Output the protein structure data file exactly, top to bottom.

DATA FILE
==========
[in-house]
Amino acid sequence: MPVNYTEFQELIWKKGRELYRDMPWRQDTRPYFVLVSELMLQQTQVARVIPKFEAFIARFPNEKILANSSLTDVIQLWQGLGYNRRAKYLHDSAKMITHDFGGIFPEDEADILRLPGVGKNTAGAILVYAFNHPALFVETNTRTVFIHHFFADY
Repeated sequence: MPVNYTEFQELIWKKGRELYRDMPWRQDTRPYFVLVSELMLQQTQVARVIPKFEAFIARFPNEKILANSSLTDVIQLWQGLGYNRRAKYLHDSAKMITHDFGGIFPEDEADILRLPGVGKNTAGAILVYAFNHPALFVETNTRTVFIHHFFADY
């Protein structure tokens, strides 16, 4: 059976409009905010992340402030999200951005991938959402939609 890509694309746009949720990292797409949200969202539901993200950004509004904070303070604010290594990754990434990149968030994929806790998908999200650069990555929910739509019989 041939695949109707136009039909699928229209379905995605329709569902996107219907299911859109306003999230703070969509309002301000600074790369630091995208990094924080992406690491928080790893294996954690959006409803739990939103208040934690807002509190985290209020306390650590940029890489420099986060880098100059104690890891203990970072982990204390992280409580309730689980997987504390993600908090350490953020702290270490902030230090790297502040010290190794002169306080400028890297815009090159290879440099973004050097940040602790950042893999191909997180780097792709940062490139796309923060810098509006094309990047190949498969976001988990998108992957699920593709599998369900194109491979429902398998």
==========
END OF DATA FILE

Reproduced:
[in-house]
Amino acid sequence: MPVNYTEFQELIWKKGRELYRDMPWRQDTRPYFVLVSELMLQQTQVARVIPKFEAFIARFPNEKILANSSLTDVIQLWQGLGYNRRAKYLHDSAKMITHDFGGIFPEDEADILRLPGVGKNTAGAILVYAFNHPALFVETNTRTVFIHHFFADY
Repeated sequence: MPVNYTEFQELIWKKGRELYRDMPWRQDTRPYFVLVSELMLQQTQVARVIPKFEAFIARFPNEKILANSSLTDVIQLWQGLGYNRRAKYLHDSAKMITHDFGGIFPEDEADILRLPGVGKNTAGAILVYAFNHPALFVETNTRTVFIHHFFADY
């Protein structure tokens, strides 16, 4: 059976409009905010992340402030999200951005991938959402939609 890509694309746009949720990292797409949200969202539901993200950004509004904070303070604010290594990754990434990149968030994929806790998908999200650069990555929910739509019989 041939695949109707136009039909699928229209379905995605329709569902996107219907299911859109306003999230703070969509309002301000600074790369630091995208990094924080992406690491928080790893294996954690959006409803739990939103208040934690807002509190985290209020306390650590940029890489420099986060880098100059104690890891203990970072982990204390992280409580309730689980997987504390993600908090350490953020702290270490902030230090790297502040010290190794002169306080400028890297815009090159290879440099973004050097940040602790950042893999191909997180780097792709940062490139796309923060810098509006094309990047190949498969976001988990998108992957699920593709599998369900194109491979429902398998």